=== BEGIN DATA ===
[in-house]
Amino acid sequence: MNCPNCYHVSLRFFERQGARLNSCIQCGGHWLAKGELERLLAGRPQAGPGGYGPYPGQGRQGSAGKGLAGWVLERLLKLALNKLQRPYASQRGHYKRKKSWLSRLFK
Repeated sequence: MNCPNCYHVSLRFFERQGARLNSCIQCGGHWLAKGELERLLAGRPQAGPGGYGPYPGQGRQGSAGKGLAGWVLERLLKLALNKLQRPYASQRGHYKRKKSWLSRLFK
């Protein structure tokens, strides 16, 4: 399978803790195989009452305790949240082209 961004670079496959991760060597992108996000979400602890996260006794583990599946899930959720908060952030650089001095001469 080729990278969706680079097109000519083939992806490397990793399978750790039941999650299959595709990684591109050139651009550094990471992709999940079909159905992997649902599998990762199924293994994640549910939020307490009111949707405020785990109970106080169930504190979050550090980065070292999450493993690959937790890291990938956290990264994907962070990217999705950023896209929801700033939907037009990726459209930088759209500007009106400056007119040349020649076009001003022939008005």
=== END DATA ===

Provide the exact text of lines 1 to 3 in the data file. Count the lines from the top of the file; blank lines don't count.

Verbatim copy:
[in-house]
Amino acid sequence: MNCPNCYHVSLRFFERQGARLNSCIQCGGHWLAKGELERLLAGRPQAGPGGYGPYPGQGRQGSAGKGLAGWVLERLLKLALNKLQRPYASQRGHYKRKKSWLSRLFK
Repeated sequence: MNCPNCYHVSLRFFERQGARLNSCIQCGGHWLAKGELERLLAGRPQAGPGGYGPYPGQGRQGSAGKGLAGWVLERLLKLALNKLQRPYASQRGHYKRKKSWLSRLFK